Noam Shalit, the father of aforementioned Gilad Shalit, asked the organization to please deliver correspondence to his son in exchange for his help negotiating with the Israeli government. The group refused. I am beginning to think the humanitarian aid is a ruse. Noam Shalit has worked tirelessly in the past 1436 days to get his son released and this group refused to even forward a letter? For more information Gilad Shalit, go to http://www.gilad.org/. There is a button at the top for an English version.
The boats would have arrived in local waters a day or two ago had they not tried to stop in Cyprus earlier. However, ready for “postive” number 2?, Cyprus refused to allow the boats to dock, aligning themselves as an ally in the region at a time when Turkey (our one time close ally) has been taking steps farther and farther away. Nearly half of the passengers on this convoy are from Turkey.
So six boats are getting close to Gazan waters and Israeli forces repeatedly make contact, confirming that the ships are entering restricted waters and must re-navigate toward the official Israeli dock. I’m going to call that a “postive” number 3 because in the past, Israel has been known to be a bit quick to the punch. If there is any doubt that Israel contacted the boats, watch this: http://www.youtube.com/watch?v=P6jDIQr59Sk
The boats ignored the warning and the Israelis were forced to board. Once again, I am not sure that any other country would have done any differently. Initially, I wished that instead of sending the equivalent of Navy Seals, Israel had sent something along the lines of Border Police. I felt that would have been (slightly) more palatable by the rest of the world. The image of soldiers dropping in from helicopters onto “humanitarian activists” surely wouldn’t sit well.
Five of the six boats peacefully allowed themselves to be redirected to Ashdod. This is a fact that seems to be going unnoticed by the mainstream media in the States. I see this peaceful response as “positive” 4 and something that should be highlighted. I hope that the people on these boats included the Holocaust survivor, the EU parliamentarians, the former US statesman, the Nobel Peace Prize winner who are likely to have been after legitimate humanitarian aid, not merely blockade breaking. I’m not sure how likely this is, though, as nearly all of the activists were on the final boat.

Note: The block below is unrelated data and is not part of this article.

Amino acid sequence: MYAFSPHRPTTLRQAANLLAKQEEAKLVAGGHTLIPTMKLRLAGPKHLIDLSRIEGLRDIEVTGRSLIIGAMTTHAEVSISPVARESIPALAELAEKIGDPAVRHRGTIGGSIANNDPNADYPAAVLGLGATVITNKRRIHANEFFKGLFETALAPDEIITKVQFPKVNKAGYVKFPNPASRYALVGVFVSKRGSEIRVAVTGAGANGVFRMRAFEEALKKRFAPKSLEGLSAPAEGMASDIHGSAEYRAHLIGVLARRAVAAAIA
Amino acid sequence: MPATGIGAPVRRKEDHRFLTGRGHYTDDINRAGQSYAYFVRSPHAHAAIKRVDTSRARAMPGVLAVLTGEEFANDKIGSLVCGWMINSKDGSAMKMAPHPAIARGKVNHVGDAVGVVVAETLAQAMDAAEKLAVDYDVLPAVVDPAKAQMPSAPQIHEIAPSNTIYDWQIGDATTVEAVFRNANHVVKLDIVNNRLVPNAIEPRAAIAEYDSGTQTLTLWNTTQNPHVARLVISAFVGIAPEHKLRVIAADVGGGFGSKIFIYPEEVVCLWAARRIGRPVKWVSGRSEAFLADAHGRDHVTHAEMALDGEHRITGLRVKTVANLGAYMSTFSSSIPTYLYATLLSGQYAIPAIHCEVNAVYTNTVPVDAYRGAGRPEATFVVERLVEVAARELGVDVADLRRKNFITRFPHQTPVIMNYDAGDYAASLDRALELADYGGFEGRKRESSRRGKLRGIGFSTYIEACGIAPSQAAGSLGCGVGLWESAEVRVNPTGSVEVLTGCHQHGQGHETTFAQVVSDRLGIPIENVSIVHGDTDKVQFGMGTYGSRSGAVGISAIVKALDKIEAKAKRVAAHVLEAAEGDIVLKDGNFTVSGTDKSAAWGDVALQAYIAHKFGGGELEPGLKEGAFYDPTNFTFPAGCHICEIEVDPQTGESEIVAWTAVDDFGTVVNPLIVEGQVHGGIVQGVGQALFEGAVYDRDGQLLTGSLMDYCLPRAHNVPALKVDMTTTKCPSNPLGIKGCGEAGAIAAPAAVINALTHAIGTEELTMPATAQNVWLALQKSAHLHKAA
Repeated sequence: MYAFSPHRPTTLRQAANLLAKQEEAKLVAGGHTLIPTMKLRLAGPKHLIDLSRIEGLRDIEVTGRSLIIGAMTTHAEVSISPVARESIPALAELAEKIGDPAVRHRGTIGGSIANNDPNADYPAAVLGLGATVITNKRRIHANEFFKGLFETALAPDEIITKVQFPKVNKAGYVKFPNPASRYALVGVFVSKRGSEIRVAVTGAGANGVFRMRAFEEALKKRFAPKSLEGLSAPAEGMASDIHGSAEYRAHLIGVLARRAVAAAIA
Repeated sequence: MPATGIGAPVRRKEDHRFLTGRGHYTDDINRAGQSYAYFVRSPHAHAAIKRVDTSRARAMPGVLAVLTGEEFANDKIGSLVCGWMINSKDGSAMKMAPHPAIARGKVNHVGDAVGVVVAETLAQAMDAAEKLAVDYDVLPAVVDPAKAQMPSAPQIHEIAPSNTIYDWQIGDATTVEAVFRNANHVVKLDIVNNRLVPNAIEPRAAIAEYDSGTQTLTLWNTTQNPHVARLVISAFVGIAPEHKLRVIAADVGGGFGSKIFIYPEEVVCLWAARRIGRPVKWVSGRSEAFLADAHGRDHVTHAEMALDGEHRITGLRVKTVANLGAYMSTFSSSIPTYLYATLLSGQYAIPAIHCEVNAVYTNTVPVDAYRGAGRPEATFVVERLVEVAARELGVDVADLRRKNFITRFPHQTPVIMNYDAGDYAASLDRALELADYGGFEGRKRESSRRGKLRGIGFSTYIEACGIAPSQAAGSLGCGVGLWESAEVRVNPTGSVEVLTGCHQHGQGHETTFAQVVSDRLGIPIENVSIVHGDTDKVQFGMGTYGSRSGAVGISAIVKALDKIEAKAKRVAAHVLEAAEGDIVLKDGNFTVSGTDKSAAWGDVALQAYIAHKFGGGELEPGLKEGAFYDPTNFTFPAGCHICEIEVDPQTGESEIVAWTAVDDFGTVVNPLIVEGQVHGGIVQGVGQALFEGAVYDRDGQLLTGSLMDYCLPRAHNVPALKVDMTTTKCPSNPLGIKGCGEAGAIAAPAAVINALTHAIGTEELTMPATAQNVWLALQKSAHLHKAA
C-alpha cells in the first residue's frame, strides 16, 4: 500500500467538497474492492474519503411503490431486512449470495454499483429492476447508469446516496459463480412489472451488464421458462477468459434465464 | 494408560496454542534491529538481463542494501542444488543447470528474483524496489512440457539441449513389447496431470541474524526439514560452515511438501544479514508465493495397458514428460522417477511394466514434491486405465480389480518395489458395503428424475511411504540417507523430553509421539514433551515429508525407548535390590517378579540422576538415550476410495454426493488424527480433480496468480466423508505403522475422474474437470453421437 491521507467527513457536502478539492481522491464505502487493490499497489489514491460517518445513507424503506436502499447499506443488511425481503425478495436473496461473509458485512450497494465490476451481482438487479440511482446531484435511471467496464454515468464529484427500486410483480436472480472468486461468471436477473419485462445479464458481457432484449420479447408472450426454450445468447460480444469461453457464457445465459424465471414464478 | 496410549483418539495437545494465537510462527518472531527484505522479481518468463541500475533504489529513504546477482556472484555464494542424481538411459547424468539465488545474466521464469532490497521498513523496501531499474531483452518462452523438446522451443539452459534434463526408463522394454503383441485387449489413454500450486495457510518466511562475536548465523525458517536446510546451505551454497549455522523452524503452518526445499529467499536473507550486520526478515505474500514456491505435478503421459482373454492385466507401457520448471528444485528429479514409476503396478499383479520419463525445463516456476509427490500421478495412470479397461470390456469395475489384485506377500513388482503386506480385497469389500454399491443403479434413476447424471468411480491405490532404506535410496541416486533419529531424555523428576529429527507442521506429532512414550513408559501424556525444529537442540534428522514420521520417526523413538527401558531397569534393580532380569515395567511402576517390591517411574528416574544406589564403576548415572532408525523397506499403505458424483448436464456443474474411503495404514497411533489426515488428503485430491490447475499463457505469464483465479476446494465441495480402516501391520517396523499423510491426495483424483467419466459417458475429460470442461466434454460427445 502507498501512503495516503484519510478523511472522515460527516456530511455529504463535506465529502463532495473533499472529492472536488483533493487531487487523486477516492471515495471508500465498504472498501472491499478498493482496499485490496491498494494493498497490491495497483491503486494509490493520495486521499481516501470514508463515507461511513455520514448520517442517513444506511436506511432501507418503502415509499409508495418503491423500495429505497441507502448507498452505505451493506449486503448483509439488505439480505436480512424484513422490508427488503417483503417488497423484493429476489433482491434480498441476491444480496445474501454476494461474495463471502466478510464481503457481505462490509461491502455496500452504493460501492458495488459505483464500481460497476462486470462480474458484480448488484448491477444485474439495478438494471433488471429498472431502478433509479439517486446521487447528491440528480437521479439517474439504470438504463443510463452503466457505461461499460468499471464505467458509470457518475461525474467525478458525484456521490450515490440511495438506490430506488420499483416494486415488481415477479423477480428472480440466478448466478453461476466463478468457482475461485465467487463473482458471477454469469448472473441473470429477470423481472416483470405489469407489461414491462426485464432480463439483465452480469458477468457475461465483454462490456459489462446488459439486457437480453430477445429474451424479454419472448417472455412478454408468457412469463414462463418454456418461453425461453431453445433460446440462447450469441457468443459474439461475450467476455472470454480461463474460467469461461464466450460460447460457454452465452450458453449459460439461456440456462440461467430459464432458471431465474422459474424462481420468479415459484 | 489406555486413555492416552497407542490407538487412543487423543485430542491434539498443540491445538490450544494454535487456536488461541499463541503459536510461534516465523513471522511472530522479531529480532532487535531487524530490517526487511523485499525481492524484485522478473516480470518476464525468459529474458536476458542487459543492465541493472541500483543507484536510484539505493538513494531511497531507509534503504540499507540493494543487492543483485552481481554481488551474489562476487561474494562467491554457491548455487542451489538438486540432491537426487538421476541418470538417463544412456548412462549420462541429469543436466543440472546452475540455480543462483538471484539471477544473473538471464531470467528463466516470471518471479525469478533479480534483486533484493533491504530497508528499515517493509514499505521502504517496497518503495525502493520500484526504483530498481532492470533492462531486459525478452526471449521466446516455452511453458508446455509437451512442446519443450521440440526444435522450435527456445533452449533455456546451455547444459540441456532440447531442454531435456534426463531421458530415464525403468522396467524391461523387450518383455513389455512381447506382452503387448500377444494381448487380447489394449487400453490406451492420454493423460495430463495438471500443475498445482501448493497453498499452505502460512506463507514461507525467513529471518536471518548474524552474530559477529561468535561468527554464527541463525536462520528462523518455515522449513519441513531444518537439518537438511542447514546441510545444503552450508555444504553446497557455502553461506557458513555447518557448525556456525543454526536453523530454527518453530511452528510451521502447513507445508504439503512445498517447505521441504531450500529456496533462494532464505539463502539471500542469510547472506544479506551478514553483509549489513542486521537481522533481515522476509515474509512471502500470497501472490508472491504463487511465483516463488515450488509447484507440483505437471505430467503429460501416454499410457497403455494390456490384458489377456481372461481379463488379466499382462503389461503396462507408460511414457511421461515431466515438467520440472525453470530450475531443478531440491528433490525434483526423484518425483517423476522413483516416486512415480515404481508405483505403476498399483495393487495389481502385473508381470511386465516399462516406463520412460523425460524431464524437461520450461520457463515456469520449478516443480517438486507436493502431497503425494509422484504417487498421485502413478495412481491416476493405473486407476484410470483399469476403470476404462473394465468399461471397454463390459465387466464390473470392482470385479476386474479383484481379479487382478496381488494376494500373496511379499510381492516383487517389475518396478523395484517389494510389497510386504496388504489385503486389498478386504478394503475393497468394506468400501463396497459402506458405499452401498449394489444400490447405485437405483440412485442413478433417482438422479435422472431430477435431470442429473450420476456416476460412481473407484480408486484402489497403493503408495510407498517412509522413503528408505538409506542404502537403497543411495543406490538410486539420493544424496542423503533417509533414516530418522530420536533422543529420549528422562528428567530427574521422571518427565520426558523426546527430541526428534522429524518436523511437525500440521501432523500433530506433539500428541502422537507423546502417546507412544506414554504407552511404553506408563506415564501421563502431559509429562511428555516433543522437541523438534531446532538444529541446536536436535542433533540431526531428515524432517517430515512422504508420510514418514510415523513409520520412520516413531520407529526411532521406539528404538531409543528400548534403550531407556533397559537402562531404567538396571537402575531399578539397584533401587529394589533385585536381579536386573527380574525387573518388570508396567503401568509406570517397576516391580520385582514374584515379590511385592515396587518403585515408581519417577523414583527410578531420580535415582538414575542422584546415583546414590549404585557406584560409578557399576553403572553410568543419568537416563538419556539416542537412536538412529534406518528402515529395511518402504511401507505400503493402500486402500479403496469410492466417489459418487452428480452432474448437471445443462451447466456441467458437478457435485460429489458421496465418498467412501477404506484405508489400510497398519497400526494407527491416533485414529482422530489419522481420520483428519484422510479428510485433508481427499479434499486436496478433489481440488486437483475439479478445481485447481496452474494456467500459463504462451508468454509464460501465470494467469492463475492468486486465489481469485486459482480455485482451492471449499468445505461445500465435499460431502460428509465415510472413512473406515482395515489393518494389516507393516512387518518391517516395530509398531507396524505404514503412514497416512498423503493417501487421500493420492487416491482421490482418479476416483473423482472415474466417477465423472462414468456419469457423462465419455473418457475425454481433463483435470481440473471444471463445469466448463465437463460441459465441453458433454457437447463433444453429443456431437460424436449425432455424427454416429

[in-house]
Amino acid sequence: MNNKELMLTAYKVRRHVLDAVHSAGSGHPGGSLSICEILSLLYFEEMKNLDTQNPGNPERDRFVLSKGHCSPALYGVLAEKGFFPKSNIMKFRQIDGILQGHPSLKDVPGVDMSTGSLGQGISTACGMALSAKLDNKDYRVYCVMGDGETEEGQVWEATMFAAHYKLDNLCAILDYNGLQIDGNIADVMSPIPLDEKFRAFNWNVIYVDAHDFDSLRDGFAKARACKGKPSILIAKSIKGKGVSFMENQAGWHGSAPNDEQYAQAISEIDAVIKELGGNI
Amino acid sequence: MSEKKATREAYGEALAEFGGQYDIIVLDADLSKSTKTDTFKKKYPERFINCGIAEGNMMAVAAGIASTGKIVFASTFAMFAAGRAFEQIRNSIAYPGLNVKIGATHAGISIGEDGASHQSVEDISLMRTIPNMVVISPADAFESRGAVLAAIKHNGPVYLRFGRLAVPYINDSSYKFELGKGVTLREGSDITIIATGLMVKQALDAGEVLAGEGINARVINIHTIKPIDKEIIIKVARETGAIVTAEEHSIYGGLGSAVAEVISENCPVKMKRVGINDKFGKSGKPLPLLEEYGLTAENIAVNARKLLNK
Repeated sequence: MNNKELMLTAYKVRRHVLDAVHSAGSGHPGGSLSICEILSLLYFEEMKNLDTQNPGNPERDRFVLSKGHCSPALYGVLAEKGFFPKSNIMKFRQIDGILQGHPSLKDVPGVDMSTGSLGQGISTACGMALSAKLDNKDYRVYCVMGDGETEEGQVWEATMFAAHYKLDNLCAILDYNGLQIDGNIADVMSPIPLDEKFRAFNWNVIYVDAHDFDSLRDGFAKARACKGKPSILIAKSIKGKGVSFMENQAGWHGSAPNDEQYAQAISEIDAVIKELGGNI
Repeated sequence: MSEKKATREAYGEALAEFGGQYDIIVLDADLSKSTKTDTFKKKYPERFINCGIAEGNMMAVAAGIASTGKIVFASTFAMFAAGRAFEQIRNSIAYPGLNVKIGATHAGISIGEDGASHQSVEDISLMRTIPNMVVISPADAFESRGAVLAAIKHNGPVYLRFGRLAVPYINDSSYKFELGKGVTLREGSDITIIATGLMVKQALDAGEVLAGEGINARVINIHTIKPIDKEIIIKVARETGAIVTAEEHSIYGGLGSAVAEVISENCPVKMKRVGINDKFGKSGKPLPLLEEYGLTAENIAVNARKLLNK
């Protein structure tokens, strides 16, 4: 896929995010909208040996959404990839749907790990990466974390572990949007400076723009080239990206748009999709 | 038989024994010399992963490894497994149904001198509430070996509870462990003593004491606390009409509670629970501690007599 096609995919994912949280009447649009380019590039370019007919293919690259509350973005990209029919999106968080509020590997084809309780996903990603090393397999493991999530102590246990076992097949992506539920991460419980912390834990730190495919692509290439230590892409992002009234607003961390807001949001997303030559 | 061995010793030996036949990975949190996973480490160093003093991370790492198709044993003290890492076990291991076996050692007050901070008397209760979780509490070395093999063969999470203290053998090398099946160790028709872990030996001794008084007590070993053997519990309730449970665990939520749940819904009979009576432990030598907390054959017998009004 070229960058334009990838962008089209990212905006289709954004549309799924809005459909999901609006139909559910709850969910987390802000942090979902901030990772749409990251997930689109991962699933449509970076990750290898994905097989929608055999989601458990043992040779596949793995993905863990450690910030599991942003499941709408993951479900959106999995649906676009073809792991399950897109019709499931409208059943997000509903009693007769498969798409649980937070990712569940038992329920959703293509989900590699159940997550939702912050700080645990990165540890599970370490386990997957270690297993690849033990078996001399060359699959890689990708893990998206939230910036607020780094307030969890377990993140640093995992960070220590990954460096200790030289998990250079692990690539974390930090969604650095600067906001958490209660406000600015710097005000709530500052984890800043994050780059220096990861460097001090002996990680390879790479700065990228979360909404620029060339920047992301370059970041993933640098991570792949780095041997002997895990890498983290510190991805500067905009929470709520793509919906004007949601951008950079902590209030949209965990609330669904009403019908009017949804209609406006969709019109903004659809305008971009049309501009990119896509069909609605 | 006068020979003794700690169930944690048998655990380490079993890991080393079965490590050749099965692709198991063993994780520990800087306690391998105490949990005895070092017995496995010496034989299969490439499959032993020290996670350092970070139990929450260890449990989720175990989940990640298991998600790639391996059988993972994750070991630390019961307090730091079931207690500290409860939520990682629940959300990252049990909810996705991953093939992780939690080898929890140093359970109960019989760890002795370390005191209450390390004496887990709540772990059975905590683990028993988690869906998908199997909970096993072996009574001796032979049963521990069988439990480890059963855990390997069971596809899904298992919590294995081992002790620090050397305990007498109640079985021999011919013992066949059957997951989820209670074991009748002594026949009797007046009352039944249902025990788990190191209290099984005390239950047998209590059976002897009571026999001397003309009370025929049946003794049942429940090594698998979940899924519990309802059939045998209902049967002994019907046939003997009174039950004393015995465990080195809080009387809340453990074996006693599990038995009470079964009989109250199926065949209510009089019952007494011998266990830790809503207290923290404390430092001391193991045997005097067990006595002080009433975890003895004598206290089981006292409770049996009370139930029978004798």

One boat, the Mavi Marmara, responded with violence. In direct conflict with the eighth Point of Unity in the Free Gaza Movement’s mission: “8. We agree to adhere to the principles of nonviolence and nonviolent resistance in word and deed at all times.” After watching the footage of the “peace activists” attacking soldiers as they boarded the boat, I’m relieved the naval commando unit was sent instead of Border Patrol. The “peace activists” were masked and wielding knives and metal bars as soldiers landed on the deck. In video documenting the events, you can see that multiple people surround soldiers as they land, attacking them. Attempts were made to wrestle away weapons and helmets from the soldiers; soldiers were literally thrown off the boat’s deck. Smoke bombs were used by the “peace activists”. Clearly this was planned in advance. Watch these videos: http://www.youtube.com/watch?v=bU12KW-XyZE&feature=player_embedded and http://www.youtube.com/user/idfnadesk. The later I stay up writing this, the more information comes to light. Here are pictures of the weapons found on board the Mavi Marmara: http://idfspokesperson.com/2010/05/31/pictures-of-weapons-found-on-the-mavi-marmara-flotilla-ship-31-may-2010/